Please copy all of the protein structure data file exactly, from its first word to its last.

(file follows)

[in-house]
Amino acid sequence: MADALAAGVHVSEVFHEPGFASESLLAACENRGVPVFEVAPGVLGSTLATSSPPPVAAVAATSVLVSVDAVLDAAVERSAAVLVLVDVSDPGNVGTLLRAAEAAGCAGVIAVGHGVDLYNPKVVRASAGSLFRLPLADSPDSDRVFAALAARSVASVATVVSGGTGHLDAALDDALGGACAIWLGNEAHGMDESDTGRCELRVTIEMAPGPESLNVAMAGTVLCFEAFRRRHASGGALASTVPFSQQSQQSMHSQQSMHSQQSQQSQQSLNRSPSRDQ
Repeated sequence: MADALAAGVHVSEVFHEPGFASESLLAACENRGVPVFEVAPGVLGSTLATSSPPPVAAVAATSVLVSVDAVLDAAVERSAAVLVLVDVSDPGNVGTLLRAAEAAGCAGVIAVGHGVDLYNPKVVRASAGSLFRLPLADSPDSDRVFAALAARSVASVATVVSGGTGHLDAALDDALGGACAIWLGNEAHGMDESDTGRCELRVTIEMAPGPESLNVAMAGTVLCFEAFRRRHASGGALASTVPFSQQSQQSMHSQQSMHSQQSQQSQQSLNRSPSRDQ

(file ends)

[in-house]
Amino acid sequence: MADALAAGVHVSEVFHEPGFASESLLAACENRGVPVFEVAPGVLGSTLATSSPPPVAAVAATSVLVSVDAVLDAAVERSAAVLVLVDVSDPGNVGTLLRAAEAAGCAGVIAVGHGVDLYNPKVVRASAGSLFRLPLADSPDSDRVFAALAARSVASVATVVSGGTGHLDAALDDALGGACAIWLGNEAHGMDESDTGRCELRVTIEMAPGPESLNVAMAGTVLCFEAFRRRHASGGALASTVPFSQQSQQSMHSQQSMHSQQSQQSQQSLNRSPSRDQ
Repeated sequence: MADALAAGVHVSEVFHEPGFASESLLAACENRGVPVFEVAPGVLGSTLATSSPPPVAAVAATSVLVSVDAVLDAAVERSAAVLVLVDVSDPGNVGTLLRAAEAAGCAGVIAVGHGVDLYNPKVVRASAGSLFRLPLADSPDSDRVFAALAARSVASVATVVSGGTGHLDAALDDALGGACAIWLGNEAHGMDESDTGRCELRVTIEMAPGPESLNVAMAGTVLCFEAFRRRHASGGALASTVPFSQQSQQSMHSQQSMHSQQSQQSQQSLNRSPSRDQ